Pandemic changes affected maternity care for women who had stillbirths

Watchdog finds redployment of midwives and doctors is among the factors seen in almost 40 cases

Shaun Lintern
Health Correspondent
Thursday 16 September 2021 02:42
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<p>Changes due to Covid may have lead to increased numbers of stillbirths </p>

Changes due to Covid may have lead to increased numbers of stillbirths

Changes to maternity services during pandemic, including the mandatory redeployment of midwives and doctors to care for infected patients, may have affected the care given to women who had stillborn babies, an investigation has found.

According to the Healthcare Safety Investigation Branch changes to the way women were looked after during their pregnancy meant some women may not have had the same level of checks while others did not have face to face appointments.

The safety watchdog launched an investigation after the number of stillbirths after the onset of labour increased between April and June 2020. During the three months there were 45 stillbirths compared to 24 in the same period in 2019.

The HSIB launched a probe examining the care of 37 cases.

Among its findings the watchdog said staffing levels were affected because of the NHS response to the pandemic.

In its report it said this “influenced normal work patterns and the consistency and availability of clinicians.”

As an example, in one maternity unit the staffing numbers were short by three midwives due to sickness and redeployment. In another consultant presence was reduced overnight.

During the pandemic both the Royal College of Midwives and the Royal College of Obstetricians criticised NHS trusts for redeploying maternity staff when mothers continued to need services regardless of the pandemic.

HSIB said none of the women in its report were recorded as having the virus, but it found the pressures and changes as a result of the pandemic may have affected the care they received.

The study stressed that the proportion of consultations undertaken remotely was not known and "the impact of remote consultations is not clear from this review".

However, it said there was evidence that remote consultations resulted in fewer opportunities for physical examinations, meaning trends in how the baby was growing could be missed.

After 28 weeks’ gestation, not all consultations included measuring from the mother’s pubic bone to the top of the womb (a standard measure to inform baby growth), while there was a "lack of recording and plotting" of this information, HSIB said.

Some face-to-face appointments were postponed until later in the pregnancy, while in some remote consultations clinicians did not have access to clinical notes or ultrasound scan reports.

On three occasions this resulted in ultrasound scans being cancelled or not being made available, and in one case there was a significant change to the intended birth plan.

In one of the cases, the mother "chose not to attend the appointment after considering the risks of Covid-19 against the risk of not attending the appointment and on balance chose the latter".

The HSIB said many of the safety risks identified in the review were already known to maternity services and exacerbated by the pandemic, for example, the level of staffing in maternity units.

Other issues noted were challenges in interpreting and implementing rapidly changing national guidance on Covid, difficulties in communication by phone, and workforce demands in the NHS, which led to absence and sickness.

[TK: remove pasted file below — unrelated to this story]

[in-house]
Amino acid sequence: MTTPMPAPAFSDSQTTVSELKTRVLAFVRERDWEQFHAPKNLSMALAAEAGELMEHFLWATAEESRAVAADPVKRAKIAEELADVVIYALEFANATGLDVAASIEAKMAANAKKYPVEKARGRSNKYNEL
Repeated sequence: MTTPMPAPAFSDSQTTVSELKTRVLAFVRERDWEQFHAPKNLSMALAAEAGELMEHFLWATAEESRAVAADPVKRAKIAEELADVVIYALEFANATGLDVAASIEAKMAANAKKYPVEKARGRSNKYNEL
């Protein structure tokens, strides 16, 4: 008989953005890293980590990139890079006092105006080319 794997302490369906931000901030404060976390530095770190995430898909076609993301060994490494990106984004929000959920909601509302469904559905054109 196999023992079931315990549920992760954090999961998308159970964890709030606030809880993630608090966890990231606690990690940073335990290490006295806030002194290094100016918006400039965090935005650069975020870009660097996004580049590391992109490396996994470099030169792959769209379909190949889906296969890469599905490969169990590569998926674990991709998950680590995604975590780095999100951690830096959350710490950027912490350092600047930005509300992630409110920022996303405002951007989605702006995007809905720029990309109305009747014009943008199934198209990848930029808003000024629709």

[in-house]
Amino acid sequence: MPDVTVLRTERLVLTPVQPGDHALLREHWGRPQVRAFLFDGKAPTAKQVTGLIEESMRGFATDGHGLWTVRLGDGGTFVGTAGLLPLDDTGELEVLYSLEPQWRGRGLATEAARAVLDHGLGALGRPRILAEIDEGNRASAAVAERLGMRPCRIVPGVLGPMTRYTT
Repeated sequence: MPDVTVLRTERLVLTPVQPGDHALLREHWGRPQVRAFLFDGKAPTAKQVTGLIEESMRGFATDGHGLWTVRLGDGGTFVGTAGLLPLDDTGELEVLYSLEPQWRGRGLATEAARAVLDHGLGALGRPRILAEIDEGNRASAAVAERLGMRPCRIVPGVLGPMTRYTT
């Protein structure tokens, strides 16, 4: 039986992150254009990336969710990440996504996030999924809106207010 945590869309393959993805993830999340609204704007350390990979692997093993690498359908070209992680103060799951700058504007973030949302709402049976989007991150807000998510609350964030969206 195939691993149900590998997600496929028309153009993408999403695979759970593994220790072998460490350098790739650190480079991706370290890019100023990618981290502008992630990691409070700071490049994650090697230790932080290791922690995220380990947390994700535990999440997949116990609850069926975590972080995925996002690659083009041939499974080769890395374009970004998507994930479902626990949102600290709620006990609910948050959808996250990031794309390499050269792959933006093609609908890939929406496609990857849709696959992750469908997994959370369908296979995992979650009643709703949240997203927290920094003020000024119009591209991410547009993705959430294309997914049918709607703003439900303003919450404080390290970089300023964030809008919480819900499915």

A lack of oxygen to the baby during labour was identified as a cause of death for 10 babies.

When it came to contact with the NHS during labour, 19 babies had no signs of life on the first visit to hospital.

But 11 of these women and pregnant people had made telephone contact for healthcare advice and were advised to remain at home.

For five babies, the heart rate was identified during a visit to hospital, then no signs of life were found at the next hospital visit several hours later or the following day.

Kathryn Whitehill, principal national investigator at the HSIB, said: "We recognise that the current maternity system has had success through national initiatives in reducing the number of stillbirths and that throughout the pandemic thousands of babies were delivered without any problems.

"However, our review did highlight the extreme pressure maternity services were under - they had to balance the risks associated with uncertainty and emerging evidence on Covid-19 transmission with the clinical assessments that are needed to monitor the safety of patients.

"Our recommendations are aimed at identifying where there might be gaps in safety management and supporting the system to take a proactive approach in ensuring the wellbeing and effective care of women and pregnant people and their babies across the country."

For 10 babies in the review, the cause of death was related to the function and structure of the placenta. Two babies died following placental abruption, which is the separation of the placenta from the uterine wall before birth.

One died following uterine rupture, while three died following complications with the umbilical cord.

Among the recommendations made by the HSIB is one for NHS England and NHS Improvement to lead work to "collate and act on the evidence on the risks and benefits associated with the use of remote consultations at critical points in the maternity care pathway".

Another recommends that the Department of Health and Social Care commissions a review "to improve the reliability of existing assessment tools for foetal growth and foetal heart rate to minimise the risk for babies".

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